Will be understood not to include taking property for the purpose of, of conveyance to a third party interest for economic development. [SPEAKER CHANGES] Representative Pittman, thank you for the question, and indeed in several past drafts of this bill in many other sessions, that was specifically added in. It's not here because it's not necessary because if it's for private development, by definition it is not a public use. That is my position and the position of all the sponsors which we hear state on the record. [SPEAKER CHANGES] For what purpose does the gentleman from Gaston, Representative Torbett arise? [SPEAKER CHANGES] Thank you mister Speaker. To ask the bill sponsor a question. [SPEAKER CHANGES] Representative McGrady, do you yield for a question? [SPEAKER CHANGES] I yield. [SPEAKER CHANGES] Thank you Representative. I have a few just for clarity's sake. Could a municipal or governing entity take a piece of property for public good to run a sewer line, let's say that was along a creek bed in the back of my property? [SPEAKER CHANGES] Yes. [SPEAKER CHANGES] Follow up. [SPEAKER CHANGES] Follow up question? [SPEAKER CHANGES] Thank you, mister Speaker. Could a, a governing entity in this county, county, state, take a piece of property, maybe around a creek bed on the back of my property to implement a walking trail, greenway, or something like? [SPEAKER CHANGES] Yes, probably. A greenway is typically viewed as a park, and a park is public use. And potentially that's possible, yes. [SPEAKER CHANGES] Follow up? [SPEAKER CHANGES] Further question? [SPEAKER CHANGES] Thank you, mister Speaker. Representative, would, would it be available for a municipality or, or county government or state government to take a piece, a partial of land to, to erect a utility, but inevitably take more than is actually needed for that utility, thereby having more than needed property that would be in turn sold back to another entity? [SPEAKER CHANGES] I might, I can't really give you a yes or no to that, because I can think of two situations that would lead to different positions. The utility or the municipality could acquire property that it thought it needed for its public use, and it turn out to be more land than it needed. But at the point of time that it was acquiring it, say the train station was gonna have this footprint and then they redesigned the train station and it got smaller. And so yes, they could end up with additional property, but that situation is actually sort of what we're trying to avoid here. One of the things that had been suggested, whether it's in relationship to an airport or a train facility is that well, the municipality will obtain a large tract of land for airport purposes or for rail, and by the way, we're gonna add a little more land so that we can put in some nice restaurants and stores and other things. No, they, they're not in a position to acquire property for what is now has, is not a public use. And so again, I'm sorry to not be able to give you a good answer yes or no, and I suspect that if a municipality went, moved forward to condemn land for, truly for a public use, but under the guise of getting more land for nonpublic use, that would be challengable in a court. I think a court would see right through that. [SPEAKER CHANGES] Another question, mister Speaker. [SPEAKER CHANGES] Yield for a further question? [SPEAKER CHANGES] I do, mister Speaker. [SPEAKER CHANGES] Can a city, county, or, or state governing entity acquire a piece of property with the intent in the future to apply a, a utility, or, or said, if so, what is their timeline for such a use? Thank you, mister Speaker. [SPEAKER CHANGES] Mister Speaker, maybe I can refer that one to Representative Stam. [SPEAKER CHANGES] Representative Stam, do you yield to answer the question? [SPEAKER CHANGES] I would. The case I referred to earlier regarding distribution of natural gas, town of Midland versus Morris 2011 specifically, I think it's this case. It may be another case. Specifically said it can be used for a future use, but it has to be for a future use for the utility. It can't be a situation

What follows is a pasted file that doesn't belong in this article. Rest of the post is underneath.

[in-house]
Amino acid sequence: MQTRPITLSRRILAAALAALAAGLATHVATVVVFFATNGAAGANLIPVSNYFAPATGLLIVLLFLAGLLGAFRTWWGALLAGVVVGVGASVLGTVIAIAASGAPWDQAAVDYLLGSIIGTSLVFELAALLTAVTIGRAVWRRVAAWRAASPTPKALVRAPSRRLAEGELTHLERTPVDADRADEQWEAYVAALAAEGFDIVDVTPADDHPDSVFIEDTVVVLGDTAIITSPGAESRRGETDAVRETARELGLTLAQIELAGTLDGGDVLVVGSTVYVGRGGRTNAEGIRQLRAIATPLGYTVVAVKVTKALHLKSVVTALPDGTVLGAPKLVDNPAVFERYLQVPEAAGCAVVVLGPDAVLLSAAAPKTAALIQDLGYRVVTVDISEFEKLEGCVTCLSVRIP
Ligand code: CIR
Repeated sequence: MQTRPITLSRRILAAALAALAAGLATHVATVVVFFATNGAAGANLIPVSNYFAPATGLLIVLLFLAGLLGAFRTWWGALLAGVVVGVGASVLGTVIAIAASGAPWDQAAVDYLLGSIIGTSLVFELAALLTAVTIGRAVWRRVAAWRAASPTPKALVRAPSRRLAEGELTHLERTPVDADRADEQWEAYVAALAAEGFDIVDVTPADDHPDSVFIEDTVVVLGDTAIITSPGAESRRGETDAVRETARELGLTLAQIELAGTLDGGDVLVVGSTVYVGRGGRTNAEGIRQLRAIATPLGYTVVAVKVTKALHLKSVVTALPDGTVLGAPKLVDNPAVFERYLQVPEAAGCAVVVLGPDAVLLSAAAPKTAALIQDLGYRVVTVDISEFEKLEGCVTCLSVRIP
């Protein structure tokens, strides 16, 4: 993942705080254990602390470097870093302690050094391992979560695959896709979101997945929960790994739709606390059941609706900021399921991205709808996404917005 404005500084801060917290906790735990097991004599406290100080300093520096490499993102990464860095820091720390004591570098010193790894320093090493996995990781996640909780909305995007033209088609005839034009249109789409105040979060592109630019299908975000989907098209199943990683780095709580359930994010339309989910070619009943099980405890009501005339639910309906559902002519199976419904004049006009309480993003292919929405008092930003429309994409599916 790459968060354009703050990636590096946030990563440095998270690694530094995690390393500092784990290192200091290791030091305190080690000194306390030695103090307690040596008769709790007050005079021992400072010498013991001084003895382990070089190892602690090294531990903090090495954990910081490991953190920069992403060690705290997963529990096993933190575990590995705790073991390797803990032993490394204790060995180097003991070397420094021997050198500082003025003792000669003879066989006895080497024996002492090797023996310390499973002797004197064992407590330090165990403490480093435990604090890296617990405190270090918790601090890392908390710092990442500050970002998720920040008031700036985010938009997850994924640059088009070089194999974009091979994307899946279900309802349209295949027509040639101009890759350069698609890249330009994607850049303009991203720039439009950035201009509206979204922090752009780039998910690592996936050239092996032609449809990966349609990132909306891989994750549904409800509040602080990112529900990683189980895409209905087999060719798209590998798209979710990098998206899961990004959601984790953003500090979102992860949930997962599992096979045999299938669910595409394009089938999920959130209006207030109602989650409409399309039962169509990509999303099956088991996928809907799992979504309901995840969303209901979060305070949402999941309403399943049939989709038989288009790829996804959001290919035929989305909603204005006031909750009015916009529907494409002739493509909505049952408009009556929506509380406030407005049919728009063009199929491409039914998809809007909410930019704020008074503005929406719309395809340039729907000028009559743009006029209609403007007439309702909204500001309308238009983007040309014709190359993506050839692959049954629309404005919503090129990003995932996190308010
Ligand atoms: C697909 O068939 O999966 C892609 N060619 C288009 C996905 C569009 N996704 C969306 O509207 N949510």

where they buy it for one purpose with the present intent to use it for something else. [SPEAKER CHANGES] For what purpose does the gentleman from New Hanover, Representative Catlin, arise? [SPEAKER CHANGES] Thank you, Mr. Speaker, to ask Representative Stam a question if he would yield. [SPEAKER CHANGES] Representative Stam, do you yield? [SPEAKER CHANGES] I do. [SPEAKER CHANGES] Thank you, this is a clarification for public use and private benefit, or benefit. If you are looking at properties that have limited public access, like state ports, or an airport, or a military base, would that still be considered public access for eminent domain acquisitions? [SPEAKER CHANGES] Oh, yes. Yes. Now, I'll give you an example. A cartway, you all know what a cartway is, an involuntary way of getting into property to harvest some timber, that's been justified by our supreme court, upon payment of compensation, because theoretically the public can use that cartway even if it's just to a track of land in the wood. It doesn't mean that every single member of the public can necessarily use it but if public entities or public agencies or public ports can use it, certainly I would think that would be public use. [SPEAKER CHANGES] Follow-up. [SPEAKER CHANGES] Yield for a follow-up question? [SPEAKER CHANGES] I do. [SPEAKER CHANGES] Clarification, so the ports can use eminent domain, an airport can use it if they want to expand a runway, or the military can use it? [SPEAKER CHANGES] Yes. Now, let me just, for information, elaborate and give a nuance because this bill is intended to affect a particular use that was used by an airport one time. Piedmont Triad Airport wanted to expand so that FedEx could have a particular location and they essentially took private property so that FedEx could own land but for the hub, the runways, the roads, yes, that's a public use. One more follow-up, please. [SPEAKER CHANGES] Another follow-up. [SPEAKER CHANGES] I yield. [SPEAKER CHANGES] Who makes that decision? [SPEAKER CHANGES] Well, all cases like this ultimately would be decided by courts. This case, this bill gives tightened guidelines so that the courts are much less likely to find public use than if we did not pass the bill. [SPEAKER CHANGES] Thank you. [SPEAKER CHANGES] For what purpose does the gentleman from Union, Representative Brody, arise? [SPEAKER CHANGES] Mr. Speaker, could I ask Representative Stam a question please? [SPEAKER CHANGES] Representative Stam, do you yield? [SPEAKER CHANGES] I yield. [SPEAKER CHANGES] Representative Stam, I wanted to just inquire about the extent of the definition of the word taking and in particular what I would call, it may not be a legal term, but what I would call temporary taking that would ultimately cause an adverse effect on the property. Would that be included and would just compensation be allowed under this provision to allow for temporary taking and if you want I can give you an example. [SPEAKER CHANGES] Not just allowed but required. Under our current law, temporary takings of land require just compensation as much as if it's permanent. [SPEAKER CHANGES] For what purpose does the gentleman from Richmond, Representative Goodman, arise? [SPEAKER CHANGES] To ask Representative McGrady a question. [SPEAKER CHANGES] Representative McGrady, do you yield? [SPEAKER CHANGES] Representative McGrady, in reference to the questions that Representative Torbett asked about the creek bank and the sewer line and the greenway, can't government entities do that under current law? [SPEAKER CHANGES] This amendment doesn't change that in any regard, we're not trying to change the law at all. Governments have the ability to condemn for public use and all of those were public uses, and I might add thank you for your co-sponsorship of the bill. [SPEAKER CHANGES] One more question. [SPEAKER CHANGES] Follow-up. [SPEAKER CHANGES] I yield. [SPEAKER CHANGES] Does this bill, in any way, expand the government's ability to condemn property? [SPEAKER CHANGES] No. [SPEAKER CHANGES] Thank you. [SPEAKER CHANGES] Mr. Speaker.